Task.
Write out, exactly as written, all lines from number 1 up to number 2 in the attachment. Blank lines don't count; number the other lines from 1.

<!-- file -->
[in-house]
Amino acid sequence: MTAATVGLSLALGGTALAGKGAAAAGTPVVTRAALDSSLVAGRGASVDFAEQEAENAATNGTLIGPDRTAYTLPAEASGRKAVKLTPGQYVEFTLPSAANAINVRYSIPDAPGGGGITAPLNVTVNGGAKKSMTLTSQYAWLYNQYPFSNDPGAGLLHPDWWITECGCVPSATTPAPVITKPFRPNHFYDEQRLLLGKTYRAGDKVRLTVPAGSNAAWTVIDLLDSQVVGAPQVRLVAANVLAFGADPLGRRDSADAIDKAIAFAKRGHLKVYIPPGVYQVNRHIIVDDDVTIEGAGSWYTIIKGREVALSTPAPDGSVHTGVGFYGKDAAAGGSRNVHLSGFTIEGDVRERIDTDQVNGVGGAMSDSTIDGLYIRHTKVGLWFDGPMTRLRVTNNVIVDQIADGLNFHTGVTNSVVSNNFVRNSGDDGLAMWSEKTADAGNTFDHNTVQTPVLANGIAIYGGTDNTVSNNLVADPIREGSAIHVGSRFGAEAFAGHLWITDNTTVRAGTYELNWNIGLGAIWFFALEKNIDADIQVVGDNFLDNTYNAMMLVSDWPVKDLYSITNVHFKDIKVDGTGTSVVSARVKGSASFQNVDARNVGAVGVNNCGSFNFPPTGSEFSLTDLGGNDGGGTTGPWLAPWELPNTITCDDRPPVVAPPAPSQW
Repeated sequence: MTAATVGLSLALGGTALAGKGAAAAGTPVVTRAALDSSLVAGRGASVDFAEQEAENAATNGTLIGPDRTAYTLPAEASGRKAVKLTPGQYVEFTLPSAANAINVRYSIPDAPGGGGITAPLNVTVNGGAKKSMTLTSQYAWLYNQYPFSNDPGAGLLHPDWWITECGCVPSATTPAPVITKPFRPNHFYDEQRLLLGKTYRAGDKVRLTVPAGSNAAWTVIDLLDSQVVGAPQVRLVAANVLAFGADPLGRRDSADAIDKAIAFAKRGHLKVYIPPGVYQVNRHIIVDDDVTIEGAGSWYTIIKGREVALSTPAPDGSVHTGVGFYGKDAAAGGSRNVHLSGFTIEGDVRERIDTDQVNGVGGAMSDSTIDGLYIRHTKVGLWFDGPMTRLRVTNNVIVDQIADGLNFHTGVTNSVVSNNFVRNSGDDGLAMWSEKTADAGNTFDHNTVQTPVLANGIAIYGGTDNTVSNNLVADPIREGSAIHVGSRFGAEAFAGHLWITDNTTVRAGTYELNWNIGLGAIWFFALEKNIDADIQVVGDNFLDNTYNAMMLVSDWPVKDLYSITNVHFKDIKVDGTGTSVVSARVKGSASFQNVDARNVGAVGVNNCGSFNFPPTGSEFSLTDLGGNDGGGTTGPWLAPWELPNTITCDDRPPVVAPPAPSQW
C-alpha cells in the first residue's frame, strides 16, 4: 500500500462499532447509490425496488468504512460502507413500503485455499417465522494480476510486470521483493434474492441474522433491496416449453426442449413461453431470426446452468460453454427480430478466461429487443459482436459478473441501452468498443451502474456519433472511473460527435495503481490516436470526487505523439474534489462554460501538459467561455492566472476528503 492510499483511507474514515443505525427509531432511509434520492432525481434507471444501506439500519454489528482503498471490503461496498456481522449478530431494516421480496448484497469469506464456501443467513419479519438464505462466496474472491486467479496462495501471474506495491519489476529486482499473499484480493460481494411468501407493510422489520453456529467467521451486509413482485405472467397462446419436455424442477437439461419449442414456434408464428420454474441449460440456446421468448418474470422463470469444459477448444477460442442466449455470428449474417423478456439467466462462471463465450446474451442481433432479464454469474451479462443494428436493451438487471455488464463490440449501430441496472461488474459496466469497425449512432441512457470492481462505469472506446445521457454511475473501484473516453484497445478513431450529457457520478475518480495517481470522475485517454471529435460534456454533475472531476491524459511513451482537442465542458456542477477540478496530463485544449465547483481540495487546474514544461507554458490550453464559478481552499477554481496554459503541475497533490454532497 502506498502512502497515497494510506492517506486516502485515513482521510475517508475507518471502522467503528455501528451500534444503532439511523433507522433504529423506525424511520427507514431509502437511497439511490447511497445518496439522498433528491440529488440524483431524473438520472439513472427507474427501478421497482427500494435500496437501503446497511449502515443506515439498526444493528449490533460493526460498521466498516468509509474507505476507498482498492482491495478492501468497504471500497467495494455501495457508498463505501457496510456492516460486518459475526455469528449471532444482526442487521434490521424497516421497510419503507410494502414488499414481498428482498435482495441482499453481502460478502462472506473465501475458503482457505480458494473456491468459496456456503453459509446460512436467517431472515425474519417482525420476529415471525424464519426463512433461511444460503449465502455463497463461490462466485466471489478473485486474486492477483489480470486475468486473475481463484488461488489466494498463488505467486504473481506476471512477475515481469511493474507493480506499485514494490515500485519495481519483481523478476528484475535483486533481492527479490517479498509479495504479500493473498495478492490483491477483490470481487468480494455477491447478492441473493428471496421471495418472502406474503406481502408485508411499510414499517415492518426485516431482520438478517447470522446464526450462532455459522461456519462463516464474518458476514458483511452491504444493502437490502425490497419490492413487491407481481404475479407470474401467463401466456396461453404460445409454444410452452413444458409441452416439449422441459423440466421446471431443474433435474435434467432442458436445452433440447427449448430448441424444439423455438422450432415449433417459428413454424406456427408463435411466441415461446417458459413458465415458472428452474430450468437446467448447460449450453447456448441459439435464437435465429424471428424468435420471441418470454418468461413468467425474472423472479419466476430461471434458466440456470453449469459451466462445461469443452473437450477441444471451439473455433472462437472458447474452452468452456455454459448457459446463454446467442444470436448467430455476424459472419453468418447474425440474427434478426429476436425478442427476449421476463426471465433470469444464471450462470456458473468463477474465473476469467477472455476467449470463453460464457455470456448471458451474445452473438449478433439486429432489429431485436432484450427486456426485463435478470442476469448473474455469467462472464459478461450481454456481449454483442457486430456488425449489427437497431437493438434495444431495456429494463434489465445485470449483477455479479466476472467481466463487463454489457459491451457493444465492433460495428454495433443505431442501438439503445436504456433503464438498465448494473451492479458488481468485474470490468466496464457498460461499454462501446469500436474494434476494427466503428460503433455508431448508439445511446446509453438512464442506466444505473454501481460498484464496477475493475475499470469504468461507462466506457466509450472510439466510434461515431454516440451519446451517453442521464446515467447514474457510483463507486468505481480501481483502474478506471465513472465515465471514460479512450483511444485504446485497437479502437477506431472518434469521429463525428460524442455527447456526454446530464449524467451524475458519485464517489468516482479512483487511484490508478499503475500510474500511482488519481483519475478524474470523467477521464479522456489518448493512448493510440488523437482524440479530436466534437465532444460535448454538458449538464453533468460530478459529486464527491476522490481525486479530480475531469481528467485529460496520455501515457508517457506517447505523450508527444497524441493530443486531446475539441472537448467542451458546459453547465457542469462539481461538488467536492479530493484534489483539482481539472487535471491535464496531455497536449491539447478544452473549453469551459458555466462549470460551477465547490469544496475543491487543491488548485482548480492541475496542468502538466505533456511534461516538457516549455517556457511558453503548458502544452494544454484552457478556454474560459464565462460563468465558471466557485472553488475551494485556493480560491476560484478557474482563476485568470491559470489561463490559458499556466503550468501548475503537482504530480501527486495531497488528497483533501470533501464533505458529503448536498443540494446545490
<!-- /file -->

[in-house]
Amino acid sequence: MTAATVGLSLALGGTALAGKGAAAAGTPVVTRAALDSSLVAGRGASVDFAEQEAENAATNGTLIGPDRTAYTLPAEASGRKAVKLTPGQYVEFTLPSAANAINVRYSIPDAPGGGGITAPLNVTVNGGAKKSMTLTSQYAWLYNQYPFSNDPGAGLLHPDWWITECGCVPSATTPAPVITKPFRPNHFYDEQRLLLGKTYRAGDKVRLTVPAGSNAAWTVIDLLDSQVVGAPQVRLVAANVLAFGADPLGRRDSADAIDKAIAFAKRGHLKVYIPPGVYQVNRHIIVDDDVTIEGAGSWYTIIKGREVALSTPAPDGSVHTGVGFYGKDAAAGGSRNVHLSGFTIEGDVRERIDTDQVNGVGGAMSDSTIDGLYIRHTKVGLWFDGPMTRLRVTNNVIVDQIADGLNFHTGVTNSVVSNNFVRNSGDDGLAMWSEKTADAGNTFDHNTVQTPVLANGIAIYGGTDNTVSNNLVADPIREGSAIHVGSRFGAEAFAGHLWITDNTTVRAGTYELNWNIGLGAIWFFALEKNIDADIQVVGDNFLDNTYNAMMLVSDWPVKDLYSITNVHFKDIKVDGTGTSVVSARVKGSASFQNVDARNVGAVGVNNCGSFNFPPTGSEFSLTDLGGNDGGGTTGPWLAPWELPNTITCDDRPPVVAPPAPSQW